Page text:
So I had to do a lot of digging, and come to terms with the fact that, yes, media kind of sucks, far too frequently. But I can’t let that stop me from enjoying it. It also can’t allow me to not acknowledge when media has crossed a line. So, for all of you wondering who you, too can attain such a…strange media-nirvana, here’s a primer of tips and tricks that might help!


1. Realize there is a problem. Keep this in the back of your head and repeat it as a mantra. Maybe take a media class, or read a book on media. It’s normal to feel bewildered once you fall down the rabbit hole of media analysis. You’ll be fine. I promise.

2.1 Understand the place your media comes from. For example, North American media  - veerrrryyy  different from Japanese media. There are different tropes, factors, beliefs, nuances - it’s a different culture (for example - in Japanese media - when a character sticks their finger in the mouth of another [kind of strange, but something we, as North Americans, would probably just look over and shrug] implies rape in Japanese society. So…different cultures - different rules). Things are not the same. Get to know the culture, regardless of what it is. This also applies for North American Culture, even if you already live there, so:

2.2 Do some research, dig deep in to media analysis, and read lots of articles with varying opinions. I often compare learning to critique media as the breaking of a dam. Once you have the tools, you can’t put them down. Once you understand the problems, you can learn a lot in a very short period of time - feminist critiques of common TV shows are some of my favourite things to read! The internet is rife with tools for you to pick up, and full of smart people with opinions (although be aware that opinion is just that - an opinion. They can be right, they can be wrong, they are almost always a bit of both). Take all of this and form your own conclusions and opinions from it all. Build a toolkit you can pull out every time you see a MANLY ad fly by in the subway, or hear a rape joke.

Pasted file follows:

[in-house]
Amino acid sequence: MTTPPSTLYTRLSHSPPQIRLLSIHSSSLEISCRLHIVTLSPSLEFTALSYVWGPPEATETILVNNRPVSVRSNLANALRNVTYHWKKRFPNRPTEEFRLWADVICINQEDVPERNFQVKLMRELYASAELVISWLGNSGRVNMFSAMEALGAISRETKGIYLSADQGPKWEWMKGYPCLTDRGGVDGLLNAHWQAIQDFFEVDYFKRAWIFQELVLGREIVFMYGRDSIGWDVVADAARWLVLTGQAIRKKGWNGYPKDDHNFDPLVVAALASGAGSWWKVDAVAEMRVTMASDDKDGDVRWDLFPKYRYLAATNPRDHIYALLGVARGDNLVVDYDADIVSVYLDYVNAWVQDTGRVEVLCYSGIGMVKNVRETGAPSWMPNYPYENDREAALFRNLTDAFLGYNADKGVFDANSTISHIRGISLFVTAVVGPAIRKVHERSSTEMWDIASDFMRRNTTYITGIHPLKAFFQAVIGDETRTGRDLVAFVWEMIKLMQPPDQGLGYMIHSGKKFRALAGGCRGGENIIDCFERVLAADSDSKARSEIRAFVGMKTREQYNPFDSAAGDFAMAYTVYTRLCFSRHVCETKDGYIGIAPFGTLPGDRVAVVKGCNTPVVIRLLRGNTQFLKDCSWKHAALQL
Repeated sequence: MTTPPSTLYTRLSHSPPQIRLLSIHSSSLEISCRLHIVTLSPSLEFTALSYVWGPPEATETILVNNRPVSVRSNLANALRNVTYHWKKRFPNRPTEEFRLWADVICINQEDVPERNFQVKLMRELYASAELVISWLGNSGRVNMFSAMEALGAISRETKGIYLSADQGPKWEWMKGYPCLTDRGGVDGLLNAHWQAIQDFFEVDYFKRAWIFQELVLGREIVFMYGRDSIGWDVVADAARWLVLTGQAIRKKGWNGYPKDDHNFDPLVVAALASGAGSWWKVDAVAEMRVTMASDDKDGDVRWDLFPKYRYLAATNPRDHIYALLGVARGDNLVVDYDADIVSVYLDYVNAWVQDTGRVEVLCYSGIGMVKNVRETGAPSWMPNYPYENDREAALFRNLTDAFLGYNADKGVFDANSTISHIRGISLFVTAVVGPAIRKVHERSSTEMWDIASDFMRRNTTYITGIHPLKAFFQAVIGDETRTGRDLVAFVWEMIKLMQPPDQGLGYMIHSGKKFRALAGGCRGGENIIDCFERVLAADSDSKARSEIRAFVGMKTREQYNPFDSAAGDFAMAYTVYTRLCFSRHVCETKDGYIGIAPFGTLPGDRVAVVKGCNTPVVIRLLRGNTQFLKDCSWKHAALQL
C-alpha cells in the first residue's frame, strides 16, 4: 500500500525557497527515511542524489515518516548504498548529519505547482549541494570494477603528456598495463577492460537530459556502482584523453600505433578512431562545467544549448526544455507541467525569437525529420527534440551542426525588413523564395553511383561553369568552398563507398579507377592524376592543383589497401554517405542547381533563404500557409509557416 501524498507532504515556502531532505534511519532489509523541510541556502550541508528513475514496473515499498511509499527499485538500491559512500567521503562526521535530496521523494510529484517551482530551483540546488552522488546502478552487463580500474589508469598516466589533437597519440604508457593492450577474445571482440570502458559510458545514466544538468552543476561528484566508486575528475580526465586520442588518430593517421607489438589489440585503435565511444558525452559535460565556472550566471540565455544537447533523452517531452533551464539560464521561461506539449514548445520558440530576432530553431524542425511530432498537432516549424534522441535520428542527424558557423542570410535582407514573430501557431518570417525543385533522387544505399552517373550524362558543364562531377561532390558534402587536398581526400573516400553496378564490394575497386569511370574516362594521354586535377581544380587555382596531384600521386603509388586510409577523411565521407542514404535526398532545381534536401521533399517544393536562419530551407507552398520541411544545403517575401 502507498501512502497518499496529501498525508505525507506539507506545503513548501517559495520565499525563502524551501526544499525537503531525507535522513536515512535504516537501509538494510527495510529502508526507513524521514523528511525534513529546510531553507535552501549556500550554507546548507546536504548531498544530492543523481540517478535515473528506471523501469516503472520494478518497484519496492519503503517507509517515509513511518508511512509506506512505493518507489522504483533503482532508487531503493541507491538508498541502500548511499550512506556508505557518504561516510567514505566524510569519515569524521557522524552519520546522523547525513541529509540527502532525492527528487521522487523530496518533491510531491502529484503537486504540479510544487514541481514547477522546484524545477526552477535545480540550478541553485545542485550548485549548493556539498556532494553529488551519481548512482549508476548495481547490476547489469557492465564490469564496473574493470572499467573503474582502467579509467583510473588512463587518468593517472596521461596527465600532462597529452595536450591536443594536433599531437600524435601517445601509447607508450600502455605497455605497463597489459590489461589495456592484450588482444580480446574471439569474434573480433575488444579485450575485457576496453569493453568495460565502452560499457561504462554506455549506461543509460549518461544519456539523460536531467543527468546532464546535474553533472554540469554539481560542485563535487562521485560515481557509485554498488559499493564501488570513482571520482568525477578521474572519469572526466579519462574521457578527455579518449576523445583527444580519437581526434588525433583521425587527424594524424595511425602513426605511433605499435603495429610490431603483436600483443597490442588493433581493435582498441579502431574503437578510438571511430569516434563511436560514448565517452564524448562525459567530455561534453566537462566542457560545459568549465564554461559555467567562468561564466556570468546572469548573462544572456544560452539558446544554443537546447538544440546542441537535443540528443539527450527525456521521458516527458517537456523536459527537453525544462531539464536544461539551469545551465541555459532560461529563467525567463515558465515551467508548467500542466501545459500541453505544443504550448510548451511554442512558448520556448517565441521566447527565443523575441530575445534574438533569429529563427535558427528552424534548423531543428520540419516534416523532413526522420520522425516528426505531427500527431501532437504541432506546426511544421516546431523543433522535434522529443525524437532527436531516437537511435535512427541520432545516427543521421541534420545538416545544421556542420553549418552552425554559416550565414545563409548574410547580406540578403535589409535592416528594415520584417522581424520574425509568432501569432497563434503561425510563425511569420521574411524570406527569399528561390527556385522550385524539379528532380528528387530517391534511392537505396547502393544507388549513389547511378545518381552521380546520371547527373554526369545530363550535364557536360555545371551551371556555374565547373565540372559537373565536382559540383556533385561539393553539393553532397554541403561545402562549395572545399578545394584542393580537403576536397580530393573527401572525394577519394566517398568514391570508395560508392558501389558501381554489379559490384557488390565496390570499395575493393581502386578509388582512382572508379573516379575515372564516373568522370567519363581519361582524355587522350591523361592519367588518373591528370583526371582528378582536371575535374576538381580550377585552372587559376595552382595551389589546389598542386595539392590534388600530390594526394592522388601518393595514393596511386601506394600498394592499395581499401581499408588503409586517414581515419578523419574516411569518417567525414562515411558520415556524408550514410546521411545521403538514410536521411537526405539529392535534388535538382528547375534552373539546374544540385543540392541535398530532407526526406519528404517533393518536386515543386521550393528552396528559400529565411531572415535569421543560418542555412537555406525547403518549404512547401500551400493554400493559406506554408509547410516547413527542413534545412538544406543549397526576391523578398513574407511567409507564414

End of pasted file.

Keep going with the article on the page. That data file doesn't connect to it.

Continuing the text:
3. Pay attention when you’re watching. Pay attention to what makes you angry, what makes you feel sick, what doesn’t bother you (each of these are worthy of further research - what makes you angry hints at something you’re personally passionate about - consider really digging in to these subjects - you’d be a valuable advocate for the cause. What makes you sick usually hints at something that triggers you - understand it, and then try to keep away from it. What doesn’t bother you (but you know it should) hints at ignorance or perhaps some privilege. You, by all means, should learn more about this topic, and how you can be an ally to those who ARE passionate or triggered by such things. It’s the right thing to do. ;))

4. Understand WHY you LIKE the show. This is important, because if you don’t like it - why are you watching it??

5. Enjoy THOSE things. Like - really enjoy them. If you adore Jensen’s ass, then please, look forward to every time he turns around!

6. State out loud when things go wrong. I’m lucky to have a partner in crime who loves to watch these shows with me. I use M as a mirror to bounce things off of. If something really bothers me, I’ll say it out loud - to hold myself accountable, and to hopefully spark some further discussion about it later. If you don’t have an M, then perhaps keep a pad of paper, or just rant on a forum of fellow supportive people.

7. Speak out! There are problems - your silence isn’t going to fix them. You support the media you enjoy - you are a valuable fan! Share how you feel, tweet about it, send letters to people, engage in discussions! Be a part of the solution - as a viewer, you have a say in the matter, and the more people who speak up, the more things will hopefully change.

Hopefully with these tools, you can begin to understand problematic media, while also still enjoying it. And while it may still be a difficult time to be socially and critically aware of your media, and a fan, it’s not impossible to do. So go fourth, and enjoy, fellow nerds!